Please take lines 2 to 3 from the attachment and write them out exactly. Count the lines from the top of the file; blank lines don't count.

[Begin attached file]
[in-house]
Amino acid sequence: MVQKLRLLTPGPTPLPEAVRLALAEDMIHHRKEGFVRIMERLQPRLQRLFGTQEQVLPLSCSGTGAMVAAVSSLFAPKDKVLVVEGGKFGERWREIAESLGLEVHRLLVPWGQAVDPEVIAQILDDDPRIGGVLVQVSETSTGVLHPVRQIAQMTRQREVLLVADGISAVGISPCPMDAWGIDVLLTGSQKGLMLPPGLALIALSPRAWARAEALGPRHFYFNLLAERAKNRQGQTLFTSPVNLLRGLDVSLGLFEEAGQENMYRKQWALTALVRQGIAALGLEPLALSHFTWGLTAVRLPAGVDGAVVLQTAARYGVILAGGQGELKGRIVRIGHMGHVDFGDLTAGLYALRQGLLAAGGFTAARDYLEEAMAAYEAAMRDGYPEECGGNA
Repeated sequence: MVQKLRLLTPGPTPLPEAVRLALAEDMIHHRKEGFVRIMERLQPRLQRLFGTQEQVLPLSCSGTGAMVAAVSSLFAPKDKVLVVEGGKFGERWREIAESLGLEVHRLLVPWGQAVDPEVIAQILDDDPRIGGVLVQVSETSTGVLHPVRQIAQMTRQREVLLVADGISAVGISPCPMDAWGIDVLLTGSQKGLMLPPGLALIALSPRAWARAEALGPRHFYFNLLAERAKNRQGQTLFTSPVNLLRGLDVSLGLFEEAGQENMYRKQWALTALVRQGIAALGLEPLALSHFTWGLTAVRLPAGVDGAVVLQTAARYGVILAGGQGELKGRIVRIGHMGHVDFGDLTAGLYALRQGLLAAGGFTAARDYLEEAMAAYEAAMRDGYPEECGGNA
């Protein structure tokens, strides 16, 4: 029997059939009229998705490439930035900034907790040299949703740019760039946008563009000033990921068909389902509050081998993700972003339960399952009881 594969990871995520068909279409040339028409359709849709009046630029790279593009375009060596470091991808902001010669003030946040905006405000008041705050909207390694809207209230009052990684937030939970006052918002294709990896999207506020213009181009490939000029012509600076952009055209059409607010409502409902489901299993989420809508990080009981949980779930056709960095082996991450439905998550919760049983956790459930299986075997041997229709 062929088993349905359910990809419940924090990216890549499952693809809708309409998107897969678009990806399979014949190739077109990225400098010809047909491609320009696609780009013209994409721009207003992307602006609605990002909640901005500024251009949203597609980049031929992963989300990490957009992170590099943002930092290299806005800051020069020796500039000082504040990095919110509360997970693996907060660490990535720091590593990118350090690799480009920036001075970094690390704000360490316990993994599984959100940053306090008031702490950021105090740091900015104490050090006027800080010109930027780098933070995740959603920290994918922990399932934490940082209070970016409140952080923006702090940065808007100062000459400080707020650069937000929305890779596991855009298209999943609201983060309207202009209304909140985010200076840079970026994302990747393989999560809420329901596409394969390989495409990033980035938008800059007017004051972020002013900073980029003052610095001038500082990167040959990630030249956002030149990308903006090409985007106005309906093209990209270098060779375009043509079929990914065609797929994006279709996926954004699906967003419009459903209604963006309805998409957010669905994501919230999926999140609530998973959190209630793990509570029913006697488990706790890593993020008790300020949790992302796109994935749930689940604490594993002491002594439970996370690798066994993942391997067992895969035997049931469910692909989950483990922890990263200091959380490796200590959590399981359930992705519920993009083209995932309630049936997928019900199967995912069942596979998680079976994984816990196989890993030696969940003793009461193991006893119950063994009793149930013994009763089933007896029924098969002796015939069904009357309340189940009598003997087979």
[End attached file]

Amino acid sequence: MVQKLRLLTPGPTPLPEAVRLALAEDMIHHRKEGFVRIMERLQPRLQRLFGTQEQVLPLSCSGTGAMVAAVSSLFAPKDKVLVVEGGKFGERWREIAESLGLEVHRLLVPWGQAVDPEVIAQILDDDPRIGGVLVQVSETSTGVLHPVRQIAQMTRQREVLLVADGISAVGISPCPMDAWGIDVLLTGSQKGLMLPPGLALIALSPRAWARAEALGPRHFYFNLLAERAKNRQGQTLFTSPVNLLRGLDVSLGLFEEAGQENMYRKQWALTALVRQGIAALGLEPLALSHFTWGLTAVRLPAGVDGAVVLQTAARYGVILAGGQGELKGRIVRIGHMGHVDFGDLTAGLYALRQGLLAAGGFTAARDYLEEAMAAYEAAMRDGYPEECGGNA
Repeated sequence: MVQKLRLLTPGPTPLPEAVRLALAEDMIHHRKEGFVRIMERLQPRLQRLFGTQEQVLPLSCSGTGAMVAAVSSLFAPKDKVLVVEGGKFGERWREIAESLGLEVHRLLVPWGQAVDPEVIAQILDDDPRIGGVLVQVSETSTGVLHPVRQIAQMTRQREVLLVADGISAVGISPCPMDAWGIDVLLTGSQKGLMLPPGLALIALSPRAWARAEALGPRHFYFNLLAERAKNRQGQTLFTSPVNLLRGLDVSLGLFEEAGQENMYRKQWALTALVRQGIAALGLEPLALSHFTWGLTAVRLPAGVDGAVVLQTAARYGVILAGGQGELKGRIVRIGHMGHVDFGDLTAGLYALRQGLLAAGGFTAARDYLEEAMAAYEAAMRDGYPEECGGNA